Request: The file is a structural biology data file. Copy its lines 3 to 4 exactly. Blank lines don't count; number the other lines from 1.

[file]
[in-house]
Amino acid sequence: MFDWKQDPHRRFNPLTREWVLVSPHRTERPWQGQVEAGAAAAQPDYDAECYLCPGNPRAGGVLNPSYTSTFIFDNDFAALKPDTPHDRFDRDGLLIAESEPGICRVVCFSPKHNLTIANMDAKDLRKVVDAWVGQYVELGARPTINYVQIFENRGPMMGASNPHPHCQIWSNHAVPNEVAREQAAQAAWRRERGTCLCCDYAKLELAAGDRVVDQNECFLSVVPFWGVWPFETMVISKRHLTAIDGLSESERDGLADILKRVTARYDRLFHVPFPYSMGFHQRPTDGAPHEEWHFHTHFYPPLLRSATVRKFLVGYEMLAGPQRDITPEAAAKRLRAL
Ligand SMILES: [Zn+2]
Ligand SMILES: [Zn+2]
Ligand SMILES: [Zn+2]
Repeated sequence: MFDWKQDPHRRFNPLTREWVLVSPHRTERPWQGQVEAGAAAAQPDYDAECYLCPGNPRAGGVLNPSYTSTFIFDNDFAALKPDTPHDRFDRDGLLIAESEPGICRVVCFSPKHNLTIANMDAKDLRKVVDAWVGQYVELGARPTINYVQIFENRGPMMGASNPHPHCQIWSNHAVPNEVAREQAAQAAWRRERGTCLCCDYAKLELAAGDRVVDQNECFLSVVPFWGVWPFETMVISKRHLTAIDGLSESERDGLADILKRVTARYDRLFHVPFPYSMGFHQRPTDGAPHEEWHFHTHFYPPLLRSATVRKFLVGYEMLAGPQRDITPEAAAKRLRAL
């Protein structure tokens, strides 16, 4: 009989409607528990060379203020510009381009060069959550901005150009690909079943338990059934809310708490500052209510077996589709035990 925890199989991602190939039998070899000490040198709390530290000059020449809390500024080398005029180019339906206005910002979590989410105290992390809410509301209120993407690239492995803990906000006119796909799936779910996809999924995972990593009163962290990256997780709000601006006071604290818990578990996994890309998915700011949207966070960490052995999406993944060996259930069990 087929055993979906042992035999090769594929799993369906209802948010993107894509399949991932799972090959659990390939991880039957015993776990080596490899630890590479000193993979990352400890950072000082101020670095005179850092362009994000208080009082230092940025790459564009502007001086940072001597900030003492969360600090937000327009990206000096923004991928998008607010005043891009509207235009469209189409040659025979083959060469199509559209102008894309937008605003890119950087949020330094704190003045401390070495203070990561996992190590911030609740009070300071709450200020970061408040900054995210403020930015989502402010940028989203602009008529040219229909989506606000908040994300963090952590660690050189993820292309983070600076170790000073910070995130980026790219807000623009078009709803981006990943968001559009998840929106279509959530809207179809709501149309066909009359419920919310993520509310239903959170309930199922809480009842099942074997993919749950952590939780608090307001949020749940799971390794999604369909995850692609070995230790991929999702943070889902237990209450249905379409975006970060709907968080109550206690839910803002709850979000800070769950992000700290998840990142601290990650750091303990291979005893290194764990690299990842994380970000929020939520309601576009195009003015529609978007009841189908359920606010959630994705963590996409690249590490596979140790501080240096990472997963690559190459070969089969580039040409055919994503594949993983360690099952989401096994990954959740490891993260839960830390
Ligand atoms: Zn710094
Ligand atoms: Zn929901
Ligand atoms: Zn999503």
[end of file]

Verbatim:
Ligand SMILES: [Zn+2]
Ligand SMILES: [Zn+2]